"A true conservative believes that private concerns better control business," Huffman said. "We need less government all the way around. It's always better to have private control. This may be a horse of a different color in some respects. It's been a long-standing tradition. You can't just turn the key overnight and change, but do it in steps."
Enforcement, Huffman said, could raise some issues if the stores are privately owned.
"That's one thing you have to guard against," he said. "You have to watch for people drinking under age. You have to have systems in place. What if your clerks aren't used to carding people correctly? It's taken for granted that everything will just fall into place. Obviously, there will be some growing pains."
Huffman said he feels privately run stores would benefit the consumer with better pricing and more choices of wine and liquor.
"What happens is it's more competitive," he said. "It's privatized and decisions are made by retailers."
Huffman addressed the concerns of the state losing tax revenues.
"I think there is much from the budget that can be cut and more," he said. "That can be part of the equation to cut the spending."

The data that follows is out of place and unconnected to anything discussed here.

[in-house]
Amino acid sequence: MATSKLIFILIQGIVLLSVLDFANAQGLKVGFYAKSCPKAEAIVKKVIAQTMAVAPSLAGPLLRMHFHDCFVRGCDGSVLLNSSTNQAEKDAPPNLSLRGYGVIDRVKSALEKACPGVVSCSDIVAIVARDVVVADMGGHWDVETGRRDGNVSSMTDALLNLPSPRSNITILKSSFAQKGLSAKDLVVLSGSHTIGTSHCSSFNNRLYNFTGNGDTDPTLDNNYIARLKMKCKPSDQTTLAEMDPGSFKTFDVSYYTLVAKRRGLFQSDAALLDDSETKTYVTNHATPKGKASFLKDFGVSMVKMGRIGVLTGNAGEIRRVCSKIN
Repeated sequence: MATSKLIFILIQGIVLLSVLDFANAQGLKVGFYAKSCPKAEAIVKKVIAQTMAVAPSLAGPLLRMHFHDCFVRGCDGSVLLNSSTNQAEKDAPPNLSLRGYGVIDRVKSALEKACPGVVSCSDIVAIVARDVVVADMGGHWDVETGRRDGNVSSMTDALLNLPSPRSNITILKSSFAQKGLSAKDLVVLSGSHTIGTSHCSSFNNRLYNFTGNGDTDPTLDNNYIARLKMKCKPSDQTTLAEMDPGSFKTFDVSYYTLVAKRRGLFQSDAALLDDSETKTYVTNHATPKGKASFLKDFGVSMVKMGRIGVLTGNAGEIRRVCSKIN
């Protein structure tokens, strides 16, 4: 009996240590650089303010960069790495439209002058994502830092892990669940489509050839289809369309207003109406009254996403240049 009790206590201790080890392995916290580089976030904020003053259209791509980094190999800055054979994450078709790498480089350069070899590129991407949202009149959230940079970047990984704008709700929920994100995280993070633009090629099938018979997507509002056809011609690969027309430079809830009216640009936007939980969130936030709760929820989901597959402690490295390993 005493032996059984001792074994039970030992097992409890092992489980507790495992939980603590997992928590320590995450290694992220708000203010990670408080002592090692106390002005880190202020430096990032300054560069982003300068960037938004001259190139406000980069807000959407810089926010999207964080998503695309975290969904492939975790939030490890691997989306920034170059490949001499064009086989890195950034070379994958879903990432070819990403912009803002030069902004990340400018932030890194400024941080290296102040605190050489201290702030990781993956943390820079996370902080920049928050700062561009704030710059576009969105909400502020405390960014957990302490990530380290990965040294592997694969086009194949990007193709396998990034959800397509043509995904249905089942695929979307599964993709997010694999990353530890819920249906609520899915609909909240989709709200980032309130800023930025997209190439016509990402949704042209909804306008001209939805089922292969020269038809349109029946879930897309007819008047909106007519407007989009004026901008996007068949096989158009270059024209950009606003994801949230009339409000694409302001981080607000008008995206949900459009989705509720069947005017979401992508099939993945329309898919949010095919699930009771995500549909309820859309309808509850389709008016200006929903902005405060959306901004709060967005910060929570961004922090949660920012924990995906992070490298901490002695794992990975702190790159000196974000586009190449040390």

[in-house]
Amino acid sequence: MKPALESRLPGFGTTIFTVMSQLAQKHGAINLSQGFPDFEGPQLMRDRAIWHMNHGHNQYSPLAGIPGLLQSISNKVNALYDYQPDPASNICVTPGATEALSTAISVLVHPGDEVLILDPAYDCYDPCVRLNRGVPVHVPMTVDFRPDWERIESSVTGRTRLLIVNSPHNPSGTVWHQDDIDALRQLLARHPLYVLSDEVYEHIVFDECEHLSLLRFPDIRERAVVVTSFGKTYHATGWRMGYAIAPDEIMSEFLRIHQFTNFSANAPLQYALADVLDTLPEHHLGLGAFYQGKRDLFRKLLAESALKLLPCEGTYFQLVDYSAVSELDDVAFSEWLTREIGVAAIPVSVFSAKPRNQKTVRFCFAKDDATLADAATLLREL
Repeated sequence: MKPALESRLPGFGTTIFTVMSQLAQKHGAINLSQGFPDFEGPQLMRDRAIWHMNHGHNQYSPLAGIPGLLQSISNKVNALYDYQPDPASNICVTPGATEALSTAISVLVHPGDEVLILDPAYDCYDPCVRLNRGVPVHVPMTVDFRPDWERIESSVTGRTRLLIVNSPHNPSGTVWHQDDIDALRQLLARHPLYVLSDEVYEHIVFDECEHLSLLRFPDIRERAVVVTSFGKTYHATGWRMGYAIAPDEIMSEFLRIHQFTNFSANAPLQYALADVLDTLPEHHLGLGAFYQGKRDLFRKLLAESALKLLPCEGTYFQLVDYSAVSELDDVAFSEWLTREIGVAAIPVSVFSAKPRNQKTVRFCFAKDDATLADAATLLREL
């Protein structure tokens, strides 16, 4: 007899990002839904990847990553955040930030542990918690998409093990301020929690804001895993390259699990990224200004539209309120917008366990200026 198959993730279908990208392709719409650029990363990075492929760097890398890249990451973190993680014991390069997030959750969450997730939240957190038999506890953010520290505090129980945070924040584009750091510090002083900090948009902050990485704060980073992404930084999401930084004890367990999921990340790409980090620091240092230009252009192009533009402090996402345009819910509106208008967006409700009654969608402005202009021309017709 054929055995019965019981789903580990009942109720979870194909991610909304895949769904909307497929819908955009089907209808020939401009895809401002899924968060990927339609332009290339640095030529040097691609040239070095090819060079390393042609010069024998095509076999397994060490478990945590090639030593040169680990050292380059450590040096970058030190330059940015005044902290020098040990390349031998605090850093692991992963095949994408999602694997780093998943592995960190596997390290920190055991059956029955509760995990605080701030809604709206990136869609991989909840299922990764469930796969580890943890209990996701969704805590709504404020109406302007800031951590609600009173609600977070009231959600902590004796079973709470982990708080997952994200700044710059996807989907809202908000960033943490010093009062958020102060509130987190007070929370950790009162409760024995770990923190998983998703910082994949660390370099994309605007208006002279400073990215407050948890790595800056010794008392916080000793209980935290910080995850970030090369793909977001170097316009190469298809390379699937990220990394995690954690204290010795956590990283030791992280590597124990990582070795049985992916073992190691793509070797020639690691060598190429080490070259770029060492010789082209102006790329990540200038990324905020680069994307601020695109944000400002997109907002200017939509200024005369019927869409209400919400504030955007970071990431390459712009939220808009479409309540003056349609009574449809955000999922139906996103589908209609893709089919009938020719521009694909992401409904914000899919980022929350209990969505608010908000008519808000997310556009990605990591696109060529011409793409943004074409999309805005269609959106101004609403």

Huffman said he is concerned that with privatization could come the loss of state jobs, although those employees could find similar jobs in the private sector.
"Again, it's not as easy as you think making the conversion. Employees would have to be trained. There is a lot to consider here. It would have to be done gradually. I don't think you want to cut out all the stores overnight. Perhaps implement a five- to 10-year plan."
Also to be sorted out would be the question of who gets licenses.
"That's a big question," he said.
State Sen. E.?Eugene Yaw, R-Loyalsock Township, said he would support the privatization of liquor stores, but he doesn't see it happening anytime soon.
"I think it's very doubtful," he said. "It's not a Democrat or Republican issue. I think the position labor takes with the question of privatization is one issue. There are about 4,000 unionized workers employed by state stores. They garner a lot of support from fellow union members. They can put a lot of pressure on the issue."
He doesn't buy into the notion that the stores would not be as well policed if they are privatized.
"I don't see that as an issue. The rationale for enforcement is just as great or greater if it were in the private sector," he said.
In other words, there's simply more at stake for an entrepreneur.
"What are the ramifications for state liquor stores when those employees commit violations?" he asked.
Yaw said he doesn't see loss of revenues as an issue if liquor stores are privatized.
"We can recover revenues through an appropriate tax structure," he said.
The incumbent reiterated that he just doesn't see privatization happening.
"I don't think the support is there like it was initially," he said. "This is pretty much a House issue. We (Senate) have been waiting for a bill to come out of the House. The House has not really been able to get a bill that they can agree on. There are too many factions. As a result, there has been no agreement."